November 19, 2021
Patient falls impact patient care, increase length of stay, prolong impairment, and a fall resulting in injury can induce anxiety and a fear of falling, which can lead to an increased chance of falls as well as impact the patient’s quality of life. This can include the loss of independence and a withdrawal from social activities. Patient falls cost the Canadian health care system approximately $8.7 billion a year as per the Registered Nurses Association of Ontario (RNAO). November is Fall Prevention Month. While fall and fall injury prevention are always important aspects of the patient care journey, now is a time to highlight this prevalent issue that is present in all health care facilities. London Health Sciences Centre (LHSC) is working hard to prevent patient falls and related injuries within our walls.
Kayley Perfetto, a patient safety specialist in Patient Safety, and Accreditation, notes that most of the patient falls occur in individuals over the age of 65. “Three significant risk factors of experiencing a fall during a hospital stay are– gait and/or mobility issues, experiencing a previous fall, and having a balance issue – are all more likely to occur in the older population. As we age, these risk factors tend to increase.”
The Royal College of Occupational Therapists has identified over 400 individual risk factors of falling, showing just how complicated an issue fall and fall injury preventions can be to mitigate. But, knowing why people fall is a way to help implement better strategies.
Perfetto explains that most patient falls occur in patient rooms and bathrooms. “In the patient room, there are many interventions to prevent falls in and around the bed, but for patients who are mobile and able to stand, that is often when falls happen.” She explains that postural hypotension (becoming dizzy or lightheaded from standing up too fast) is something that can cause a fall. “Sometimes patients get out of bed safely, but then walk on their own and fall, or a patient may receive a treatment or have recently given blood and become dizzy and fall.” Perfetto notes that falls also occur largely in bathrooms when patients may be alone and potentially embarrassed to call for help.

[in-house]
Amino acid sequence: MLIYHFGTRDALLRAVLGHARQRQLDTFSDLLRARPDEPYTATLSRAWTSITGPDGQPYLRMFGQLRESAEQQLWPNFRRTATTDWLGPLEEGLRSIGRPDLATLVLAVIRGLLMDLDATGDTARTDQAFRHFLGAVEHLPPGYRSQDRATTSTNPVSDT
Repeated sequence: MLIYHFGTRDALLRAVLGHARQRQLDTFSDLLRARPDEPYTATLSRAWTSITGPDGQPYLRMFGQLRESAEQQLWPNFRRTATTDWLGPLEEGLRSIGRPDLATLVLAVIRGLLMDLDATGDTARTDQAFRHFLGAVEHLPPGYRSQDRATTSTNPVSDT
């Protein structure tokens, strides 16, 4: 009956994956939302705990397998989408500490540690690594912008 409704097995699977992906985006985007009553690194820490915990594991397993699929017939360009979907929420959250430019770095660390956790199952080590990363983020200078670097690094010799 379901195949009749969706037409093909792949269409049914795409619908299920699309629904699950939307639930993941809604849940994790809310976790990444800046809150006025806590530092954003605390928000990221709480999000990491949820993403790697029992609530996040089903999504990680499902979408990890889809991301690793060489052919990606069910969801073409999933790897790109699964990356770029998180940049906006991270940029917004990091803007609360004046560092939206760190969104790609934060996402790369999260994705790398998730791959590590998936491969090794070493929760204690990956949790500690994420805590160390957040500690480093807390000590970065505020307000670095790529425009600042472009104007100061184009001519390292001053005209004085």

LHSC’s departments of Patient Safety & Accreditation, Nursing Professional Practice, and Risk Management have been involved in strategies to prevent patient falls and injuries resulting from patient falls, but are escalating their collaboration and have started work to update the corporate Falls Prevention Strategies. Perfetto elaborates, “We’re considering best practices within the literature and professional guidelines, and updating the corporate strategy in accordance with that.”
Some of the key components to fall and fall injury prevention at LHSC, include:
- patient and family education about a patient’s falls risk
- staff communication of a patient’s specific falls risk
- considering the patient’s individual falls risk by looking holistically at the patient as a whole and providing prevention strategies that are patient specific.
“Patient and patient family education is one of the most important aspect of fall and fall injury prevention because it helps the patient and their family to understand the patient’s risk and make the right decisions during their stay in hospital,” Perfetto says, “Staff communication is crucial because a patient’s falls risk can change within a single day depending on their treatments, medication changes – so many things can impact patient risk - making communication among staff, and a holistic view of the individual patient imperative.”
LHSC is committed to ensuring patient safety and improving fall and fall injury prevention strategies to provide the best, safest care possible.
If you would like to review a fall prevention community of practice resource, please visit: https://www.fallsloop.com/